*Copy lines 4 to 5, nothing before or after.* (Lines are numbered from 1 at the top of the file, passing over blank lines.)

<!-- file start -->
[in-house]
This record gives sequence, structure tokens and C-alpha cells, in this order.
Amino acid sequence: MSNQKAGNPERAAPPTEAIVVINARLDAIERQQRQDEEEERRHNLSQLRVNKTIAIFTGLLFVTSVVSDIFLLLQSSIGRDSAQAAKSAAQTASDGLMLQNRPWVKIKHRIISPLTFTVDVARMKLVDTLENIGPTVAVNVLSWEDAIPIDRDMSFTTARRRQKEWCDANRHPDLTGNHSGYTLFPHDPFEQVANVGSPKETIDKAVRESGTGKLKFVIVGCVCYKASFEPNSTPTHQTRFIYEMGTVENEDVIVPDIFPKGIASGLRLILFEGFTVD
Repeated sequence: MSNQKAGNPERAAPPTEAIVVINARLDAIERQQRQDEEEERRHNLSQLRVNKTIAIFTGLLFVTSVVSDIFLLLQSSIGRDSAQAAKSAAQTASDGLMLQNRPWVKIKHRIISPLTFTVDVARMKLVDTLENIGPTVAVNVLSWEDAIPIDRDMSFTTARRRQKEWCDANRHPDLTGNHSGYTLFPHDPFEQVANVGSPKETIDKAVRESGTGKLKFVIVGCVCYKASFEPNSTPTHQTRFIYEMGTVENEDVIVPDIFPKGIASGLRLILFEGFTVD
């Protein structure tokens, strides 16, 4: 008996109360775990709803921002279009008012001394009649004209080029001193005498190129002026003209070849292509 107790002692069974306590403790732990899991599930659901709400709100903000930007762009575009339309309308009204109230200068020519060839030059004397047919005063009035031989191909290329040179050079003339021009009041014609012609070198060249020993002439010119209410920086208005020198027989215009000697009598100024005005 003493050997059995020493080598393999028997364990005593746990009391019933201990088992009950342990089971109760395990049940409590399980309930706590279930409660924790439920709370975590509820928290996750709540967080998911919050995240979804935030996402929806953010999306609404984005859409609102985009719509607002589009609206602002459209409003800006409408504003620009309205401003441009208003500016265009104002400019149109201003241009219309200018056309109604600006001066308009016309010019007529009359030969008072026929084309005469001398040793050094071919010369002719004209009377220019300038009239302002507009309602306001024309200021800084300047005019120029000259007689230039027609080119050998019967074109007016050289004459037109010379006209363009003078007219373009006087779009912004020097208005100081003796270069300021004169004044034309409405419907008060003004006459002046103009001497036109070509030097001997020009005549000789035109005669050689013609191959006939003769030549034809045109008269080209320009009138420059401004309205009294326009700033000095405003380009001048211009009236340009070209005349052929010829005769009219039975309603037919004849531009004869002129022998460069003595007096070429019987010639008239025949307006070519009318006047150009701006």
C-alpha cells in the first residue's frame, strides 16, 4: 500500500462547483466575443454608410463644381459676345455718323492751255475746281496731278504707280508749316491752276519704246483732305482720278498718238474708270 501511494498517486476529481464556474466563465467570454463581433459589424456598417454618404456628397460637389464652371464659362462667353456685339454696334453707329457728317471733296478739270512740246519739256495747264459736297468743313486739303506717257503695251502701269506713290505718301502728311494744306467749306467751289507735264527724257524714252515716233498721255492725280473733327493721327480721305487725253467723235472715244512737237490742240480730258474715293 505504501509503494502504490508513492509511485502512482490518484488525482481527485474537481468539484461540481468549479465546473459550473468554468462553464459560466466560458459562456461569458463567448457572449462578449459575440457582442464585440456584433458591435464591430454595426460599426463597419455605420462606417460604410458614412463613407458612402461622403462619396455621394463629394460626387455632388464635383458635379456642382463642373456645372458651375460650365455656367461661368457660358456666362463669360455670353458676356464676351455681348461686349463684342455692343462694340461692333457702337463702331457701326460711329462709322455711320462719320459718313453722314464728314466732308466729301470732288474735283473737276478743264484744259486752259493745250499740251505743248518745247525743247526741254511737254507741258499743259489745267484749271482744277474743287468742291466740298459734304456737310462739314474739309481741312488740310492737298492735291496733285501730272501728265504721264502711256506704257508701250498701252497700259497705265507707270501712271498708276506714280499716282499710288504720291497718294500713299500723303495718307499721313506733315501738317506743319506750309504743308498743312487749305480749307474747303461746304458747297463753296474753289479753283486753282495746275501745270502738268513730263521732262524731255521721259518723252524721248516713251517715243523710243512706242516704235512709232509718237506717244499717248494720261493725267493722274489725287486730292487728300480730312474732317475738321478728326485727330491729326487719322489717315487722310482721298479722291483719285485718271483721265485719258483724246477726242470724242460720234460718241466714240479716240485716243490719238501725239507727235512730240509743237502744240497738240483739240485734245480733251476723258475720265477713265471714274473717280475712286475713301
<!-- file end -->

Repeated sequence: MSNQKAGNPERAAPPTEAIVVINARLDAIERQQRQDEEEERRHNLSQLRVNKTIAIFTGLLFVTSVVSDIFLLLQSSIGRDSAQAAKSAAQTASDGLMLQNRPWVKIKHRIISPLTFTVDVARMKLVDTLENIGPTVAVNVLSWEDAIPIDRDMSFTTARRRQKEWCDANRHPDLTGNHSGYTLFPHDPFEQVANVGSPKETIDKAVRESGTGKLKFVIVGCVCYKASFEPNSTPTHQTRFIYEMGTVENEDVIVPDIFPKGIASGLRLILFEGFTVD
């Protein structure tokens, strides 16, 4: 008996109360775990709803921002279009008012001394009649004209080029001193005498190129002026003209070849292509 107790002692069974306590403790732990899991599930659901709400709100903000930007762009575009339309309308009204109230200068020519060839030059004397047919005063009035031989191909290329040179050079003339021009009041014609012609070198060249020993002439010119209410920086208005020198027989215009000697009598100024005005 003493050997059995020493080598393999028997364990005593746990009391019933201990088992009950342990089971109760395990049940409590399980309930706590279930409660924790439920709370975590509820928290996750709540967080998911919050995240979804935030996402929806953010999306609404984005859409609102985009719509607002589009609206602002459209409003800006409408504003620009309205401003441009208003500016265009104002400019149109201003241009219309200018056309109604600006001066308009016309010019007529009359030969008072026929084309005469001398040793050094071919010369002719004209009377220019300038009239302002507009309602306001024309200021800084300047005019120029000259007689230039027609080119050998019967074109007016050289004459037109010379006209363009003078007219373009006087779009912004020097208005100081003796270069300021004169004044034309409405419907008060003004006459002046103009001497036109070509030097001997020009005549000789035109005669050689013609191959006939003769030549034809045109008269080209320009009138420059401004309205009294326009700033000095405003380009001048211009009236340009070209005349052929010829005769009219039975309603037919004849531009004869002129022998460069003595007096070429019987010639008239025949307006070519009318006047150009701006």